21. 21. •Aerobic capacity•Average intensit is EXTREME LY impor tan y approache t•Mid-Fielder s r un s lactate thre sh the most old ANALYSIS SOCCER P OF MOTOR ACTIV LA ITIE YERS S OF MARCIN A PROFESS 1 NDRZEJ E WSKI, 1,2 IONAL Faculty of Methodolo JAN CHM URA, 3 B 2 KKS Lech gy and Re EATA P Poznan S.A creation, U LUTA, 1 Motor Acti ´ , Football C niversity S AND A NDRZEJ vity, Univ lub, Pozna chool of Ph KASPRZAK 2 ersity Scho n´, Poznan ysical Edu ol of Physi ´, Poland; cation, Poz cal Educati and 3Facu nan, Polan on, Wrocła lty of Play d; w, Poland ers’ ABSTRACT Andrzejew ski, M, Ch of motor mura, J, P activities luta, B, an tactical, a of profess d Kasprza nd menta Cond Re ional socc k, A. Analy Recently, l prepara s 26(6): er players sis much atte tion from study was 1481–14 . J Streng players p ntion has the playe to determ 88, 2012 th been paid rs (23). ine the dis —The obje ossessing to the sele soccer pla tance cov ctive of th profiles, th proper an ction of yers durin ered by p is us provid thropome ized matc g matche rofessiona workouts ing for th tric and h analysis s with the l that allow e possibil efficiency system Am use of the players to ity of sys France). K isco Pro Ò computer- mance. Th tematic inematic e (version 1 e preparati achieve o distance c xamination .0.2, Nice the impro on of a pla ptimum p overed by included th , vement of yer is freq erfor- 31 players e specific of develop technical uently focUnion of participati ation of th ing motor or tactical used on European ng in 4 ma e abilities (2 skills at thduring the Football tches in th team sport ,3,17,22,27 e expense 200 Associatio e s, soccer a ). Lik n ls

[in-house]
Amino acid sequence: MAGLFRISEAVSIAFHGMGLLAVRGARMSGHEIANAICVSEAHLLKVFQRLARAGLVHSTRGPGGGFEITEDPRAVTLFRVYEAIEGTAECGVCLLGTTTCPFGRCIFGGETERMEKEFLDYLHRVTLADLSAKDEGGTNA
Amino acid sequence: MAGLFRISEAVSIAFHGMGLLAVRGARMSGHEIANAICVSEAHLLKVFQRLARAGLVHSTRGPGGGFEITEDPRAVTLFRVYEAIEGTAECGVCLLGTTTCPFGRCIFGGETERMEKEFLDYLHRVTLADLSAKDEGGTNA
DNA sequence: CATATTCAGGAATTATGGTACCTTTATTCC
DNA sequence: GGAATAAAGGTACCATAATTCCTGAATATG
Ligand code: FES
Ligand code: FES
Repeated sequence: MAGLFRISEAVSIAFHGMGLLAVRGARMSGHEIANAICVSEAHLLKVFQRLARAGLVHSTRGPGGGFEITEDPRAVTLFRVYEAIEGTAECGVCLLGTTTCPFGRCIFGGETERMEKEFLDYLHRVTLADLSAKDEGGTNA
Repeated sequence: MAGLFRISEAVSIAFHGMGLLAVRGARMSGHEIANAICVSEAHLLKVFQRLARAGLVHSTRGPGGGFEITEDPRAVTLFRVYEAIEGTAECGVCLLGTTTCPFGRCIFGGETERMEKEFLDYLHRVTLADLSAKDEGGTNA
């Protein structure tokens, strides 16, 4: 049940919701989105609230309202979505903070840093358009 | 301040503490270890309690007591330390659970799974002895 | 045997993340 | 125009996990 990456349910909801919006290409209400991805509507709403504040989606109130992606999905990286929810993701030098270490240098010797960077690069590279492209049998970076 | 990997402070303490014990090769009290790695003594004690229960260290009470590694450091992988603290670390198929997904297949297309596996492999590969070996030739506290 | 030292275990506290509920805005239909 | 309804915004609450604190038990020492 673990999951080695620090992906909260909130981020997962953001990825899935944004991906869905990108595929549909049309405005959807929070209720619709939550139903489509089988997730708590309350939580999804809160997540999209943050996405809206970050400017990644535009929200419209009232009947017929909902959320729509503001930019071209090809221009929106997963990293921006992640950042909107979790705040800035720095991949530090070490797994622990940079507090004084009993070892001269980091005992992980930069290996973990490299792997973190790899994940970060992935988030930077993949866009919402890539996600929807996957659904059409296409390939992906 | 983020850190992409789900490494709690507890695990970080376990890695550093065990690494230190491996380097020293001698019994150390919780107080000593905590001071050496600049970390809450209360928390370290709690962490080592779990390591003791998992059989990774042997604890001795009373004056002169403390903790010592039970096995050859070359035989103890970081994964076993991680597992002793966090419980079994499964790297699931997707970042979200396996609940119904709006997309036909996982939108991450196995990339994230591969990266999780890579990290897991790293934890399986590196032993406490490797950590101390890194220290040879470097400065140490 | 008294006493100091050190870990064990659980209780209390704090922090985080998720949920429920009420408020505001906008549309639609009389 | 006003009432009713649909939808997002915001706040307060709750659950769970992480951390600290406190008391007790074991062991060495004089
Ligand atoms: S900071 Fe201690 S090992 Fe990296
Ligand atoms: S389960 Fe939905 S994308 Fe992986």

22. 22. FITNESS DEMANDS CCER OM EN SO F E LITE W E LEVE LS IES O ANC CTIVIT RFORM 1 AMATCH AT DIFFERENT PE 3 ND JENS B L, A ANGSB O KENDA LD KIR ark; ERS ONA gen, Denm Physical 2 ON, D f CopenhaPLAY 1 HELENA ANDERSS gy, Unive RUSTR UP, rsity o nce, Divis ion of uman Phy siolo Movemen t Scie TER K 1 tment of H 3 Center for Human R, P E epar MAGN I MOH Sciences, D eden; xercise and Sport ¨rebro University, Sw na 1 stitute of E rth Caroli In Sciences, O a, Chapel Hill, No 2 epartment of Health arolin D f North C yers have apy, U niversity o CTION soccer pla Ther I NTRODU f elite ,12,14– aspects o n (1,2,10 he physical ly in me the xtensive regarding T r- been studied e n exists , match pe informati o yers (5,6,7 A BSTR ACT ical dem ands and nd 15 18,22,2 5). Less omen soccer pla ower the phys p-class a ands in w aerobic p to study ineteen to ysical dem maximum ral We soug ht r players. N ompetitive ph ns (8) and ed in seve en socce ped in c dimensio n determin e activity of wom y videota ers 11,19,24). Body players ha ve bee formance individuall . The play ve examin ed th ers were performed of women tudies ha cus high-level play lysis were espond- (6,8,1 1,23) me s e main fo otion ana game corr dition, so owever, th be and time-m 0 times in a top- studies. In ad (2,24). H lieved to matches, ity .1,30 total. The atch play hich is be